Equally, the EU, which imposed such harsh sanctions on Russia, are realising belatedly that the sanctions are hurting European economies more than the Russian economy. In some European countries, the annual rate of inflation is approaching 20%, while prices in the eurozone increased by over 11%, on average. During a videoconference in Moscow on Thursday, President Putin highlighted that:

  • Russian companies are steadily replacing Western partners who left due to sanctions; 
  • 130 million tonnes of grain expected in Russia’s harvest this year, including 87 million tonnes of wheat — “an all-time high in Russian history”; 
  • Inflation rates in Russia have fallen several-fold on March levels;
  • Budget surplus have reached 2.7 trillion rubles; 
  • There has been a record-breaking foreign trade surplus; 
  • The ruble is posting “better results than all other foreign currencies” since early 2022.  

Critical voices are heard lately that anti-Russia sanctions are only exacerbating the US inflation crisis, and that prioritising aid to Ukraine is distracting Biden from more important domestic issues. Senator Rand Paul has demanded auditing of the gravy train to Ukraine, citing the analogy of Afghan war. He noted that the latest spending package will bring total US aid to Ukraine to $60 billion since the conflict began in February, which is nearly as much as Russia earmarks annually for its entire defence budget!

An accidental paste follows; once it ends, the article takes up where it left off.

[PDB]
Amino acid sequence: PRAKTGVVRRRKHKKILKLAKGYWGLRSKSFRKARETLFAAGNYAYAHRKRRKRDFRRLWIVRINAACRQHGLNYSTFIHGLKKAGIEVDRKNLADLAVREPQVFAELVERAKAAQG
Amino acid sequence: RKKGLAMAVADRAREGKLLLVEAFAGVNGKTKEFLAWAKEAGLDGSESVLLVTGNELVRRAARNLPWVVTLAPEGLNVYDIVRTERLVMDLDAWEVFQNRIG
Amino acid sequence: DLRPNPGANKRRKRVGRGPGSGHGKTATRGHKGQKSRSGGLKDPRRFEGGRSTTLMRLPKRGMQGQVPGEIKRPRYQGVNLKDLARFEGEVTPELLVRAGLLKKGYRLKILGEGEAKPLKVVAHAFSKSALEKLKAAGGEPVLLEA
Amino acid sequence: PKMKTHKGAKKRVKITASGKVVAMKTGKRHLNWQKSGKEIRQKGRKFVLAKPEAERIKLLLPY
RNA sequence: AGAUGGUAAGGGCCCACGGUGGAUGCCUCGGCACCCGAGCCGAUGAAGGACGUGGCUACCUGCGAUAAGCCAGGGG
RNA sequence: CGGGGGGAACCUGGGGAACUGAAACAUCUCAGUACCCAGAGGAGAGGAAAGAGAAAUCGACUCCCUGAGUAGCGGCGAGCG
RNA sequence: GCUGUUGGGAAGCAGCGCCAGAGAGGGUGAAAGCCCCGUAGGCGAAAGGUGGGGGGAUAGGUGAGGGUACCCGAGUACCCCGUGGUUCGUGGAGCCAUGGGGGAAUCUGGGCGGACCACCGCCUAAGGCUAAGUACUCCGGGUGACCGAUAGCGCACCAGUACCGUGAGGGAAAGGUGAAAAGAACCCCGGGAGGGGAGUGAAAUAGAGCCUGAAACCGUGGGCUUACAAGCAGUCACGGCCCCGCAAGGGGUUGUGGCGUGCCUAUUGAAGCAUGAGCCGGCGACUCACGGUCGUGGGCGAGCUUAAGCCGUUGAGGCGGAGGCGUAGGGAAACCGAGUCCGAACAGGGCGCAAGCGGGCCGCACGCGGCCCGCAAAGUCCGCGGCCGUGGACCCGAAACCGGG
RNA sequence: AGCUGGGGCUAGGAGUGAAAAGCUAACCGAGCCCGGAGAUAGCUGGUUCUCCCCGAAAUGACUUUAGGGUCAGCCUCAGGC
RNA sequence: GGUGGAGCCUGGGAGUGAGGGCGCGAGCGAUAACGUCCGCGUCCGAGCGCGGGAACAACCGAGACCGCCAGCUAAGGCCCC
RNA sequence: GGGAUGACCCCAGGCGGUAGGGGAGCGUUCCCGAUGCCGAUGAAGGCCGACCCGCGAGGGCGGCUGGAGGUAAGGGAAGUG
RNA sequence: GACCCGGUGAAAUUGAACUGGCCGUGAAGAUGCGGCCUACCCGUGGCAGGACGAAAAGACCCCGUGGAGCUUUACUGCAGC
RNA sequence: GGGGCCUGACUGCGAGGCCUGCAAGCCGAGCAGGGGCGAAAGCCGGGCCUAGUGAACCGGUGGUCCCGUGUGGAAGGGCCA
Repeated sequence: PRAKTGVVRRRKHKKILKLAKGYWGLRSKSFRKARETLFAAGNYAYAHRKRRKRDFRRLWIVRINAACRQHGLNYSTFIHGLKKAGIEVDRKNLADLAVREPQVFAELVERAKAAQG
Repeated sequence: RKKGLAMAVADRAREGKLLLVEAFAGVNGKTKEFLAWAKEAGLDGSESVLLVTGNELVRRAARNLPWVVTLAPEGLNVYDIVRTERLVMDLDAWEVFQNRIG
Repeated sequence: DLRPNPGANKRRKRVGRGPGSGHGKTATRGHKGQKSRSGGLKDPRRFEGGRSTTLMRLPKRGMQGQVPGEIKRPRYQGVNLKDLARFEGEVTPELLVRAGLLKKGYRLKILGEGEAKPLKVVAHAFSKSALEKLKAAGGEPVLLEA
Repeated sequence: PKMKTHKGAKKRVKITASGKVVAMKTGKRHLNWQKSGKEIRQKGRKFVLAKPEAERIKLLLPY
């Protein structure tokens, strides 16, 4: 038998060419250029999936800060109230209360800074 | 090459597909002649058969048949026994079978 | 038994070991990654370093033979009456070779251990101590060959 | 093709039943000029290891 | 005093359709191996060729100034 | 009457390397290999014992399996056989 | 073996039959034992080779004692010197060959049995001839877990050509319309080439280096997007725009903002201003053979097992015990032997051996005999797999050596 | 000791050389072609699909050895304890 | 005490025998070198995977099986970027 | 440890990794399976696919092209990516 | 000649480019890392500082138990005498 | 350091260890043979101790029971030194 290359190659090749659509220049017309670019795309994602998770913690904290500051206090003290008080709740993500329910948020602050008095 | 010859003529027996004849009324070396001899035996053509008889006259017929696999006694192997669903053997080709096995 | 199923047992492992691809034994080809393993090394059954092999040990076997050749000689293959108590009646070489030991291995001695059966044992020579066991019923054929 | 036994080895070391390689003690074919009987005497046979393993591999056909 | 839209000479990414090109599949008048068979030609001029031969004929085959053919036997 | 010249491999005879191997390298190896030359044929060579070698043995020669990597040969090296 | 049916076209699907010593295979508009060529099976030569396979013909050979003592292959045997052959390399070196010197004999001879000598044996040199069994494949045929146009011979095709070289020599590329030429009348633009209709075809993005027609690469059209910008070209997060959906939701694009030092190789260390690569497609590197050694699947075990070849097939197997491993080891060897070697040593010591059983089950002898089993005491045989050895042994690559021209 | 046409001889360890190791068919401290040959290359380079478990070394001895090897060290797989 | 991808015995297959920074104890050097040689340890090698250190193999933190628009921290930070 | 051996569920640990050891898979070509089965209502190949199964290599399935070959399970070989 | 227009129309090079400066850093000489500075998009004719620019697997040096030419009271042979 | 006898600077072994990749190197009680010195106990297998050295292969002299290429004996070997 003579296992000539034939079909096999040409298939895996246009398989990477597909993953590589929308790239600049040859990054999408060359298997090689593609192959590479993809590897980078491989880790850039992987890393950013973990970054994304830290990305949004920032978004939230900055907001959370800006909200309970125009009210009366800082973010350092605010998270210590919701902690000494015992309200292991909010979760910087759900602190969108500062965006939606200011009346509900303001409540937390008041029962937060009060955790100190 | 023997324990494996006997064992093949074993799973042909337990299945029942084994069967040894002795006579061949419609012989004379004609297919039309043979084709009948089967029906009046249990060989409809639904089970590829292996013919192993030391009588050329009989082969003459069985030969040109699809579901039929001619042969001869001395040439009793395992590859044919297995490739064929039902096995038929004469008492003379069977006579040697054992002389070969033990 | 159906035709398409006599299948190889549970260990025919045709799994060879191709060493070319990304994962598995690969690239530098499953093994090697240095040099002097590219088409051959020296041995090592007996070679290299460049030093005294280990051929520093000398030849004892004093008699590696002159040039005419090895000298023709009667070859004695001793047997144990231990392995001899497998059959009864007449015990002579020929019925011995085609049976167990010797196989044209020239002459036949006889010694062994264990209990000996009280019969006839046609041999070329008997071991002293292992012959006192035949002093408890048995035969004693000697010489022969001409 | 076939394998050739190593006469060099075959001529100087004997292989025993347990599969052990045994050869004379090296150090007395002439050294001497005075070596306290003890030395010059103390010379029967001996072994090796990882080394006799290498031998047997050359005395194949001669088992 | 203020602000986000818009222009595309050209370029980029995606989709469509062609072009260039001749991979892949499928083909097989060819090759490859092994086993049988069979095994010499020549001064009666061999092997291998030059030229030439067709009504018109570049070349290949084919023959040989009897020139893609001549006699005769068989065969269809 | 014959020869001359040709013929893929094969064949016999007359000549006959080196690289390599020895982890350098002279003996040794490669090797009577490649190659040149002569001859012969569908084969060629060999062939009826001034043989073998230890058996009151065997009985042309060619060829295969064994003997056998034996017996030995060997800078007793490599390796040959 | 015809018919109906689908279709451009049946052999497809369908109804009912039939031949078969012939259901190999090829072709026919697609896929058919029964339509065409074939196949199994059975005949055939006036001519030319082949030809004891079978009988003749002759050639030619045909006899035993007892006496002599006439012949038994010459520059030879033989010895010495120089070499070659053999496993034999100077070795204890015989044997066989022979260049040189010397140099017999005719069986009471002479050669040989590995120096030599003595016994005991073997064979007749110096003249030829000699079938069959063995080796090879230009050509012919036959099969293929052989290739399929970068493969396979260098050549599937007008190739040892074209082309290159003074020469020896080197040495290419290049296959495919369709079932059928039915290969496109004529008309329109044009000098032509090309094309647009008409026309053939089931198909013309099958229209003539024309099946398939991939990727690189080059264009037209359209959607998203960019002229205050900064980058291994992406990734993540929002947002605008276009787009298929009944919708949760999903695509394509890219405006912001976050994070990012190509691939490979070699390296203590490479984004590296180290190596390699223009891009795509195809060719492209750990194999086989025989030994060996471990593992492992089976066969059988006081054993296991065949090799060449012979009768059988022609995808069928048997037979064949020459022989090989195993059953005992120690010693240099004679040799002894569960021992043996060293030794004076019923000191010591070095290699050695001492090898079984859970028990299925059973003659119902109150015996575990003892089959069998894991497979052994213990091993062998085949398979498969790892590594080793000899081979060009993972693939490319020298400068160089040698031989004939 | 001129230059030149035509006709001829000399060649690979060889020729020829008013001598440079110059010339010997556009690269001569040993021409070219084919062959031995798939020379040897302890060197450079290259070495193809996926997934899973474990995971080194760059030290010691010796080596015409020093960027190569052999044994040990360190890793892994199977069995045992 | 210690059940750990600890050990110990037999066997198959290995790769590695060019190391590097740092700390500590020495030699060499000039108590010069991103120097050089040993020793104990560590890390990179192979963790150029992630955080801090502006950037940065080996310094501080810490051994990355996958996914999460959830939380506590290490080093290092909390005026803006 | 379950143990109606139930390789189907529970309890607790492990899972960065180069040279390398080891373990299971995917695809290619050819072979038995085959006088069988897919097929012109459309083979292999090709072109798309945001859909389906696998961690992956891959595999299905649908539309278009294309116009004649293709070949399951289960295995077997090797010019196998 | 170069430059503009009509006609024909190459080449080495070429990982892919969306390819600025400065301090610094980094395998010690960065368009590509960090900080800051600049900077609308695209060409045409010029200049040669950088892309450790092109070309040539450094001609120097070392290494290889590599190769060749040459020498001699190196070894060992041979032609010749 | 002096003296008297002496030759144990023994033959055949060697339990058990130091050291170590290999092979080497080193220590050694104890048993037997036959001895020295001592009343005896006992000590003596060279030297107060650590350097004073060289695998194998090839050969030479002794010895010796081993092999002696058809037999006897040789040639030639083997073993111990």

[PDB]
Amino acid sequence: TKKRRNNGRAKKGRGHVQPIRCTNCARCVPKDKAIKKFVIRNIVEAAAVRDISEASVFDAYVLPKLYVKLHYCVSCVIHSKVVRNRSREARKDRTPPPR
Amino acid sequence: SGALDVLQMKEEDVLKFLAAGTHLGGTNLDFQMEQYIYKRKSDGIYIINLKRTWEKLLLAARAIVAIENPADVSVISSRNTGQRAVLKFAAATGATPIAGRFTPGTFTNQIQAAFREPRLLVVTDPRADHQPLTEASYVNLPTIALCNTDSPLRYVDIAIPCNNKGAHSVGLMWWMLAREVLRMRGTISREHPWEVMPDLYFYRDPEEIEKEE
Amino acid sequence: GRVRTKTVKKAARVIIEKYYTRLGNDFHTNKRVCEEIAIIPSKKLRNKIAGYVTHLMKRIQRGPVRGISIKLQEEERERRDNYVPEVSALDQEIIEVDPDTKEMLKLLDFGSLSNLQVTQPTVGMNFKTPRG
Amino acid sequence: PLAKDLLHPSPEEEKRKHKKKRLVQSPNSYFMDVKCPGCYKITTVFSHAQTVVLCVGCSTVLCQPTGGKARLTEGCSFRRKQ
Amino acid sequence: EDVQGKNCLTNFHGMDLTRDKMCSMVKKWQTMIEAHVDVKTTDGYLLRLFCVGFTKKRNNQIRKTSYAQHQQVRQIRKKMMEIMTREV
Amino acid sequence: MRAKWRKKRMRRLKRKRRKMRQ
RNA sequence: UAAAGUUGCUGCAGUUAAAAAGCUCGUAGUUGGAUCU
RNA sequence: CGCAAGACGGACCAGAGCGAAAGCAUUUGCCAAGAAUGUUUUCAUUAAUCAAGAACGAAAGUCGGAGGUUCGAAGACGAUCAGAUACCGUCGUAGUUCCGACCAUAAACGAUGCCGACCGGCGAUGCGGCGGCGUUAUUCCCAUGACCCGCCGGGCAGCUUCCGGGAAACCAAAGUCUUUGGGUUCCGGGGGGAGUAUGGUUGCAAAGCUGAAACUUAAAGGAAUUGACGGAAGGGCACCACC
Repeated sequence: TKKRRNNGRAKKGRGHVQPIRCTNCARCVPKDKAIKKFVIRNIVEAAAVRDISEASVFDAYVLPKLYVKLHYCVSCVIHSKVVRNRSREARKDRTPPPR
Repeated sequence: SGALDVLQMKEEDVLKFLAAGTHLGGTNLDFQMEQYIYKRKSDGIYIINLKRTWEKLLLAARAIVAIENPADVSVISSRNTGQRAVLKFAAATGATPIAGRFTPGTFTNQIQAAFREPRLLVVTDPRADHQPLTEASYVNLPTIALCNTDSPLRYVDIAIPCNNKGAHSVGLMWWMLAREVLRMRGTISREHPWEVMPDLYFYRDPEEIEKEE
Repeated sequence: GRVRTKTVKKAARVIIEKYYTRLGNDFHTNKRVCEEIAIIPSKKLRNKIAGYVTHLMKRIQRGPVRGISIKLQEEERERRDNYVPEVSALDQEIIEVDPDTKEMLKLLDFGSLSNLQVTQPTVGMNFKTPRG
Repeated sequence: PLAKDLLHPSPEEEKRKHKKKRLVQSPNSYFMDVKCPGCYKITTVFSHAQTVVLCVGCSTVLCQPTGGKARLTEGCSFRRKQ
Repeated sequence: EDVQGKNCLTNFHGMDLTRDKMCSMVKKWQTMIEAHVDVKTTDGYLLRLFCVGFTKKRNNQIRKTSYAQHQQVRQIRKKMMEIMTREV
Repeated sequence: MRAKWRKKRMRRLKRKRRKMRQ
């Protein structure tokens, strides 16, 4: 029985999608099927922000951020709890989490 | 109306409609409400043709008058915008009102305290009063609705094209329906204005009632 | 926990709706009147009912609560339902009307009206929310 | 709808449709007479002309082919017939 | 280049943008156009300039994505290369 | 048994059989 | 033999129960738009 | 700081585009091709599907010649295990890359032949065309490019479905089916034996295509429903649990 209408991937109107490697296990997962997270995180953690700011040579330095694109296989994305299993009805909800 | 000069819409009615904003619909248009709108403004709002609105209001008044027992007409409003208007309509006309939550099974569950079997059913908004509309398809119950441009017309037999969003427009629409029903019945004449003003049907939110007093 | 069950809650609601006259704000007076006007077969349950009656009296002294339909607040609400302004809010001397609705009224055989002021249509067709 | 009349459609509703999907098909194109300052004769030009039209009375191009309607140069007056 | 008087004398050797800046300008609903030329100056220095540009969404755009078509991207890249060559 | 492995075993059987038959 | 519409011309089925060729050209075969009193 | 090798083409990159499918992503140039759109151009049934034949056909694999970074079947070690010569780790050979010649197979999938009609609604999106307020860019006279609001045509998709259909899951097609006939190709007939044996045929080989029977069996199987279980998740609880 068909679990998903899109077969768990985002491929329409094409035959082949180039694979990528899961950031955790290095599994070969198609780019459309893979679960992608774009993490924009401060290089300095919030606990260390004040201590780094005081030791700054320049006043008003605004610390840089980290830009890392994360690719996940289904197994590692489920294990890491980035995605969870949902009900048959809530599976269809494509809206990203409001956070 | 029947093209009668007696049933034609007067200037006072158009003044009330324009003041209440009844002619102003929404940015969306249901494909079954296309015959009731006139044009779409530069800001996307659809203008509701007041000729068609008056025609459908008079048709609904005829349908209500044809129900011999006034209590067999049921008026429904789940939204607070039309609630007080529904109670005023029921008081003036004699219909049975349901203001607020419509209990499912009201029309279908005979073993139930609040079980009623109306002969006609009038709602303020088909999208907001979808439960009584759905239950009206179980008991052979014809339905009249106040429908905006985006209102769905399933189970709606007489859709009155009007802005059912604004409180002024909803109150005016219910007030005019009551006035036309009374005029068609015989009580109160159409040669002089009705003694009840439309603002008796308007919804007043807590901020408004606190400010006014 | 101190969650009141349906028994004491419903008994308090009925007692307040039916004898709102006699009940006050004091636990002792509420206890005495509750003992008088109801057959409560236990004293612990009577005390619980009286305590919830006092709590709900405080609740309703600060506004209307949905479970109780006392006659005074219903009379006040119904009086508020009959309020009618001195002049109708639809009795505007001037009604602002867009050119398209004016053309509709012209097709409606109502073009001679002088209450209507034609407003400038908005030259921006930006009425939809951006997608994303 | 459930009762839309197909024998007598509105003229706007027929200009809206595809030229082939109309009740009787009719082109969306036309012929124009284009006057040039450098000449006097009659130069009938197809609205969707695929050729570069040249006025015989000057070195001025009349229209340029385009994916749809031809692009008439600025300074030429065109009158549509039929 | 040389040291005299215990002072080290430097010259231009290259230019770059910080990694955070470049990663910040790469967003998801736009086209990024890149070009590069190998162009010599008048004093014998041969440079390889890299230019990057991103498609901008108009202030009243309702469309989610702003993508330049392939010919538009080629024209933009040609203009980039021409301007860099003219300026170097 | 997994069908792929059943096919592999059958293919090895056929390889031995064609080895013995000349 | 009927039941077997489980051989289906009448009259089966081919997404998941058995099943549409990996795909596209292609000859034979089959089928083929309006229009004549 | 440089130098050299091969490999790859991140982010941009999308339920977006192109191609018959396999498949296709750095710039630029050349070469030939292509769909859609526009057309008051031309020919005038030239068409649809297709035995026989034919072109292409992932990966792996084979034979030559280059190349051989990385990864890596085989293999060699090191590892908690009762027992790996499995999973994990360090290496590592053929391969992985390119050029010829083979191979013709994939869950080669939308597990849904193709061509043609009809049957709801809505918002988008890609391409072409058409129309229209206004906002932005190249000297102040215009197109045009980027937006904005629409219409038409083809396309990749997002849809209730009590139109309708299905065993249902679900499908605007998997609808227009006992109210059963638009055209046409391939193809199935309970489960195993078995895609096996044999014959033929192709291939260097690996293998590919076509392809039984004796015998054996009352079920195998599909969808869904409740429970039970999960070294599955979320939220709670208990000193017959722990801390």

Yet, Russia has no timeline for this war. It is taking its own time to systematically destroy Ukraine’s military capabilities, industrial base and infrastructure comprehensively. Biden and Johnson thought attrition would set in, as Russia is fighting the “collective West,” after all.  

But Putin reminded them on Thursday that Russia won World War II “not only by fighting on the frontlines, but also because of its economic might. At the time, it [Russia] had to confront not only Germany’s industrial potential, but Europe as a whole, enslaved as it was by the Nazis.” Putin deliberately shot off a stark reminder that will resonate in Europe. 

An EU consensus on oil embargo against Russia already seems elusive. Twenty European companies have so far complied with Moscow’s end-May deadline to make payments for gas purchases in ruble currency. And they include Germany, Europe’s powerhouse.